This trend is only likely to accelerate. We are already seeing publishers behave more aggressively in pushing digital retailers alongside physical ones, and we can expect that to increase.

2018 is also likely to see a decline in PS4 sales. We are now into the fourth year of PS4 and Xbox One, and Xbox (physical) sales have already begun to slide. PS4 will likely follow as this generation starts to show its age.

Talk of PS5 and Xbox ‘Two’ is already beginning to surface – with some developers already working on next generation specs – but even the most optimistic of analysts do not expect to see anything before late 2019.

So with digital adoption accelerating, the current generation showing its age and with no major hardware launches on the horizon, 2018 can look bleak for the physical retail market.

It is worth observing that physical games retailers are not oblivious to the market trends. Most major retailers have been transitioning their business models and diversifying, whether that is through events, esports, digital, content, accessories, technology and so on.

Therefore, retailers like GAME and GameStop don’t necessarily need to sell as many games or consoles in 2018 as they did in 2017 to enjoy a strong year.

However, physical game sales remain the bedrock of these businesses, and any significant downturn will have a negative effect. GAME, for one, is aware of this, which is why it has repeatedly told its shareholders of its short store leases, allowing the firm to reduce its store base rapidly if needed.

So what can games retailers bank on in 2018 to keep sales buoyant?

The most obvious product is Nintendo Switch.

The console will be heading into its second year, where sales will likely accelerate (Nintendo anticipates 20 million shipments over its 2018/2019 financial year, bringing the total to more than 36 million consoles in the market by April 2019). This creates a big audience for retailers to capitalise on.

However, there are some lingering concerns. Last year’s sales performance was boosted, globally, but Zelda, Mario Kart 8, Splatoon 2 and Super Mario Odyssey. These were the four major system sellers for the console during the year. 2018 currently lacks a killer app for Switch (with the exception of Pokémon, which only has a tentative 2018 date and may arrive in 2019). It’s common for Nintendo to limit the window between announcing a product and releasing it, and the firm is planning one of its ‘Direct’ video presentations later this month. Yet, as it stands, there is uncertainty over what software will drive Switch sales during the first part of the year.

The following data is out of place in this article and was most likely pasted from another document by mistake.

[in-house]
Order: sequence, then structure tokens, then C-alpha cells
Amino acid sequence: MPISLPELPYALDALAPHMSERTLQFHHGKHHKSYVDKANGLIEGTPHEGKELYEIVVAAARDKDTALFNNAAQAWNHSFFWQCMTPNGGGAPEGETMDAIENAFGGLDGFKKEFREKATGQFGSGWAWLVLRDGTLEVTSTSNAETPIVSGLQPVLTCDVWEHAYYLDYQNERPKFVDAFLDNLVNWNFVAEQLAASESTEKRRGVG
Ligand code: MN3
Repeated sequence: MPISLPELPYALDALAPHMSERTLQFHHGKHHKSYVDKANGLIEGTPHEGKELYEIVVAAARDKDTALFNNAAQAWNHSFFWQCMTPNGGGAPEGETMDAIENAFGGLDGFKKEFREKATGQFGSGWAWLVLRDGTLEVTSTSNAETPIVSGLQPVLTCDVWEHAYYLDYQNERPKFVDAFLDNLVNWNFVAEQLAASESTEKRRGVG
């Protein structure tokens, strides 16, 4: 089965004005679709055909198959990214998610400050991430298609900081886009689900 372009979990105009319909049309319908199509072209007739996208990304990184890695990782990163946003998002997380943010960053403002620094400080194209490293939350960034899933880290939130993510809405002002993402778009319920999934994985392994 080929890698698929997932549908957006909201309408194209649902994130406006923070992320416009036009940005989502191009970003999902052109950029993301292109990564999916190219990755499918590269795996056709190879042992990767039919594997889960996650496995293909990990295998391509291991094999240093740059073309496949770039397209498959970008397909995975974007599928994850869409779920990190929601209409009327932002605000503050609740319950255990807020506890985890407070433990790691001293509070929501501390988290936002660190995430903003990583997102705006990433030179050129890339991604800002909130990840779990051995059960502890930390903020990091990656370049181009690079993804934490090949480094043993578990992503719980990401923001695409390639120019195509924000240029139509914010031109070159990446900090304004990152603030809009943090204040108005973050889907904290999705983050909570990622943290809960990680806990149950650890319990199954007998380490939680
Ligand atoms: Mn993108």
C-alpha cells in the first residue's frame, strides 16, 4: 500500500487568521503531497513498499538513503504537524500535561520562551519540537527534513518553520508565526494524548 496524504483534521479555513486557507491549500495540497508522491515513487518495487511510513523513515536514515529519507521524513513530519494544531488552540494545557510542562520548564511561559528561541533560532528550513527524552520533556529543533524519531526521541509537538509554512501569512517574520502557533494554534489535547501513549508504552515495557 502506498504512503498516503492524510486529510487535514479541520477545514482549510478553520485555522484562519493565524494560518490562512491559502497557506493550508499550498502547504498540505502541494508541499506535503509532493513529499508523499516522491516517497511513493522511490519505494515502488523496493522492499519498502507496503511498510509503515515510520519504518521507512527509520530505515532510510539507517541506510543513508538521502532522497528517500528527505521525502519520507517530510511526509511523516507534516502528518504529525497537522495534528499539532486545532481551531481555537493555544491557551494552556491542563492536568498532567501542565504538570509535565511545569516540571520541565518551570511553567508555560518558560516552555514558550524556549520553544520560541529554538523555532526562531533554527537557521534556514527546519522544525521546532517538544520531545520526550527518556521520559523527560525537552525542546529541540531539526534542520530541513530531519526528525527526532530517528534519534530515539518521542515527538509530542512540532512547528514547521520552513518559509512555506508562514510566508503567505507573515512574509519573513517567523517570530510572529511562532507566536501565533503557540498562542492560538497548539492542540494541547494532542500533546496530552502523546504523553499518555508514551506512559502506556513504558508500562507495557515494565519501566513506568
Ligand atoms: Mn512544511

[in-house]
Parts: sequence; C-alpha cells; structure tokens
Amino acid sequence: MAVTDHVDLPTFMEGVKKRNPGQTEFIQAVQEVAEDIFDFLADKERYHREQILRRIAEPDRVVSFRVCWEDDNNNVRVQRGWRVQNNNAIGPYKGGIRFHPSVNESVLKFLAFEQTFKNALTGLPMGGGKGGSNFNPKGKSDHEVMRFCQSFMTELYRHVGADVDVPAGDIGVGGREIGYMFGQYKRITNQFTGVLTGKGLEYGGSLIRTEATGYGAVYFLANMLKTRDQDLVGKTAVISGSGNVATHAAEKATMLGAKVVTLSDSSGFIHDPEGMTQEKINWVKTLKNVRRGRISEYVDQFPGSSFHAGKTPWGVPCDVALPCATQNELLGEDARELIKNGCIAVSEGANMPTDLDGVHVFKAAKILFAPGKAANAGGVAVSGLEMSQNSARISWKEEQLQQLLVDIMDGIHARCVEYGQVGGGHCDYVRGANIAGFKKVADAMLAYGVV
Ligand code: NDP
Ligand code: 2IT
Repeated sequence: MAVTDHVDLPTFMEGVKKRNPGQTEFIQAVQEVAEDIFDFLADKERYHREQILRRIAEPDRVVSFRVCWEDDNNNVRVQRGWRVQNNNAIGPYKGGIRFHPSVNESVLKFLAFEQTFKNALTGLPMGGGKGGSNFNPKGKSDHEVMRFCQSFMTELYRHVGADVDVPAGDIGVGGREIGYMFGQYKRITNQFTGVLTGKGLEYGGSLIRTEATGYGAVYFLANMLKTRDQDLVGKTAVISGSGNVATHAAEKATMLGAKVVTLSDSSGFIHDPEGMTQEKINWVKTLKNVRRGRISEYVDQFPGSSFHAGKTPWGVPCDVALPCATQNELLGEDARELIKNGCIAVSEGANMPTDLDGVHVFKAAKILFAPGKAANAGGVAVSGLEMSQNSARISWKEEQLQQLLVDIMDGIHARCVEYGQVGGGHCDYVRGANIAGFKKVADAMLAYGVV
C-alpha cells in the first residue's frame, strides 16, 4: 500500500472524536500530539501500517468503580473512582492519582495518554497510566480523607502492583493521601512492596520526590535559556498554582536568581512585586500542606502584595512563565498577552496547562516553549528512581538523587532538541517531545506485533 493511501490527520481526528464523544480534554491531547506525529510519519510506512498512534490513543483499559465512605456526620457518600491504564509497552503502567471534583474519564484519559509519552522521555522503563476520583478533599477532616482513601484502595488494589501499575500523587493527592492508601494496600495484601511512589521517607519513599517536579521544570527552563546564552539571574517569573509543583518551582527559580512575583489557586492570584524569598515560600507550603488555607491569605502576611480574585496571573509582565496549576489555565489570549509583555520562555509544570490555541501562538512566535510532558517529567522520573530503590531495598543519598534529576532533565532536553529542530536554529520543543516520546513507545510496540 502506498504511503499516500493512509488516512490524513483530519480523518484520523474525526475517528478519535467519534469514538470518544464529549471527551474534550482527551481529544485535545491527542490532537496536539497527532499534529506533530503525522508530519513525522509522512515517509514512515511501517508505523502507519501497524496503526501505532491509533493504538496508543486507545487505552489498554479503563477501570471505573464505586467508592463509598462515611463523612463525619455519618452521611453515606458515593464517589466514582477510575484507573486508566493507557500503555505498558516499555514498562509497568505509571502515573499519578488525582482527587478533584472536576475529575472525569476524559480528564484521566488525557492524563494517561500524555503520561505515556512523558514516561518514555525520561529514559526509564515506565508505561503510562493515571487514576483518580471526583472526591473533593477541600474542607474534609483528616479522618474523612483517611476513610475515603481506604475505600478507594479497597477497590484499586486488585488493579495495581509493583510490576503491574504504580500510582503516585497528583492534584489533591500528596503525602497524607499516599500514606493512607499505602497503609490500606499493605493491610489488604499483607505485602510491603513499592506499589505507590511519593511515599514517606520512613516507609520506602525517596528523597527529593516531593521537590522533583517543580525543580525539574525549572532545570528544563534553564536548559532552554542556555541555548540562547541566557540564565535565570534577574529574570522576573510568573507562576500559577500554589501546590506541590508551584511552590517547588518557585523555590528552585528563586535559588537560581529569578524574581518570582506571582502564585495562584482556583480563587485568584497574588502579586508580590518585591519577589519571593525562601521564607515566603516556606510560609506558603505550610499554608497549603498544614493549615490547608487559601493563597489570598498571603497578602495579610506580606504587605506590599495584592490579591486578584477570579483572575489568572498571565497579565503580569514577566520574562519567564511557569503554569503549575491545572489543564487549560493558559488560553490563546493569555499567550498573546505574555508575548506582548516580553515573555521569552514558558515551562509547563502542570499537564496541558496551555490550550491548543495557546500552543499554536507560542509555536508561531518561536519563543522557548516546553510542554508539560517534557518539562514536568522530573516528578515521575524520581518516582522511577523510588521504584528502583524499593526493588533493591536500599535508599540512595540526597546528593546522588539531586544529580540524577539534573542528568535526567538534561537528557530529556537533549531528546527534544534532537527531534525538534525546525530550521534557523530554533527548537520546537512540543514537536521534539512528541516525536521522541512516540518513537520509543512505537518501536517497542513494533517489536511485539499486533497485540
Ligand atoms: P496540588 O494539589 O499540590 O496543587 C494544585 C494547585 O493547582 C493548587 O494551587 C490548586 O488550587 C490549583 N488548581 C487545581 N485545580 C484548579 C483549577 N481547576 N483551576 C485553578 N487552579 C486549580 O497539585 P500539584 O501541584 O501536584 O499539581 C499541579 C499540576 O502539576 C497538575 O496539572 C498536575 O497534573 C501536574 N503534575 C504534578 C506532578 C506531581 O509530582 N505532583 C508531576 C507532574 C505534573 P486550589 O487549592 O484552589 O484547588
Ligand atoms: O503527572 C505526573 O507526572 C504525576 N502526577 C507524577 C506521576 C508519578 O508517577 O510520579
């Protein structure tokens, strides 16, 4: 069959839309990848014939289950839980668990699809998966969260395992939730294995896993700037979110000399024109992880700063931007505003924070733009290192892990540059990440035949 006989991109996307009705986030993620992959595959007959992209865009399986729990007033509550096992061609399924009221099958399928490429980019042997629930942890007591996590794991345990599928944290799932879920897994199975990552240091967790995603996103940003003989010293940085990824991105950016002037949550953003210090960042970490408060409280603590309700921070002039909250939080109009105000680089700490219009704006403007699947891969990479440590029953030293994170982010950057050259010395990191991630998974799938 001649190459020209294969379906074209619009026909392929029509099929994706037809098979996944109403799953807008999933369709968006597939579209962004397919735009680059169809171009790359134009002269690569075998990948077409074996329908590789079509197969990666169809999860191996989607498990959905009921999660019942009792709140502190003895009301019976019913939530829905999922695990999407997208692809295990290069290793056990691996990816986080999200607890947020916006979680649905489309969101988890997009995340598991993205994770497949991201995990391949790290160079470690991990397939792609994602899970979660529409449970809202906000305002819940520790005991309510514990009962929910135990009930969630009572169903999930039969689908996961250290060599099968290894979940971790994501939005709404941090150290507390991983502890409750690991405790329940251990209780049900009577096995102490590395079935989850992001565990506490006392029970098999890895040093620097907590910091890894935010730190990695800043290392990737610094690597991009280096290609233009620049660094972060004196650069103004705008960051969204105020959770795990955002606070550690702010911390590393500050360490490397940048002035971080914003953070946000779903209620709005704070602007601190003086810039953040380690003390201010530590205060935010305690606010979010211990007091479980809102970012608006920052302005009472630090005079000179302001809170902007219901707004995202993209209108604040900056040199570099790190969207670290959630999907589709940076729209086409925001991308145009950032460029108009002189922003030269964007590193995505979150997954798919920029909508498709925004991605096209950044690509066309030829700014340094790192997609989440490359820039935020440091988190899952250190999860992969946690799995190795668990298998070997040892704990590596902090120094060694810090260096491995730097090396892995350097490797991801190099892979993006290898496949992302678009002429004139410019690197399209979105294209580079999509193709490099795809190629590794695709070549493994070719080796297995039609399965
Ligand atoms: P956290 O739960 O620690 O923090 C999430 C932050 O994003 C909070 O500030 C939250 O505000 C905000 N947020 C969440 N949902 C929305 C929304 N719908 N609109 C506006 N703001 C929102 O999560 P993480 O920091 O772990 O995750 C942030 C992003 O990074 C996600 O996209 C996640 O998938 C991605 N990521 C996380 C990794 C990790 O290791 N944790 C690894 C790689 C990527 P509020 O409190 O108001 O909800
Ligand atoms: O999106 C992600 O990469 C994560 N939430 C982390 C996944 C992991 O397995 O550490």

The other key product is Red Dead Redemption 2. This is a major launch for Spring 2018 and may well be the biggest game of the year. The last Red Dead Redemption (2010) sold 15 million units globally, yet that was in an age before GTA V. GTA V has shifted more than 86 million games worldwide (by comparison, GTA IV – which came out in 2008 – sold around 30 million). It’s very unlikely Red Dead Redemption 2 will get close to GTA V’s massive figure, but even half-way will be a major, major boost to the market, and anticipation for Rockstar’s next open world epic is enormous.

Of course, there will likely be a strong download element to Red Dead this time around – especially as Rockstar has spent the last five years training its audience to download things through its Grand Theft Auto Online mode (a similar phenomena happened last year around Destiny 2, which performed very strongly over Xbox Live and PSN).

It’s also worth noting that the Red Dead and Rockstar names alone do not guarantee success. As we have seen with Star Wars: Battlefront II and Call of Duty: Infinite Warfare, if gamers are unhappy for whatever reason, they will vote with their wallets irrespective of the brand name attached to the product. Red Dead Redemption 2 has the ingredients to be a major hit, but nothing is certain in this business.

Beyond Nintendo Switch and Red Dead Redemption 2, Ubisoft’s big March game is Far Cry 5, Xbox has a slightly stronger slate with Crackdown 3 and Sea of Thieves, and Sony is expected to launch Spider-Man and God of War. Yet little is known about the back half of the year at this stage. Companies such as Take-Two, Ubisoft and Square Enix have teased some special projects for the year, but what they are remains a mystery.

As a result, 2018 will likely remain a difficult year for games retailers. GAME and GameStop’s new growth areas are showing signs of life, and both companies are on solid financial footing. Yet any significant downturn in physical game sales will take a heavy toll, and the market will be relying – once again – on just a handful of products to see them through.

Courtesy-GI.biz

Were Physical Games Sales Flat In The UK In 2017

January 5, 2018 by  
Filed under Gaming

23.7 million physical video games were sold in the UK during 2017, the latest data from GfK reveals.

It is pretty much identical to last year’s number of 23.8m – a decline of 0.4%.

In terms of revenue, the amount of money made by physical games has risen slightly by 2.1%. This is due to an increase in game pricing over 2017, driven partially by the higher priced Nintendo Switch games. In total, £792m was made from physical software sales in 2017.

We have requested additional sales figures for UK hardware and accessories from GfK, which will likely show some growth for the UK physical retail market overall.

The best-selling game of the two weeks over Christmas and New Year was Call of Duty: WWII, which has now scored nine consecutive weeks at the top of the charts. It equals the number of consecutive weeks Modern Warfare 2 spent at the top of the charts, and if it gets two more weeks, it will match Call of Duty: Black Ops III as the most No.1s overall for a Call of Duty game.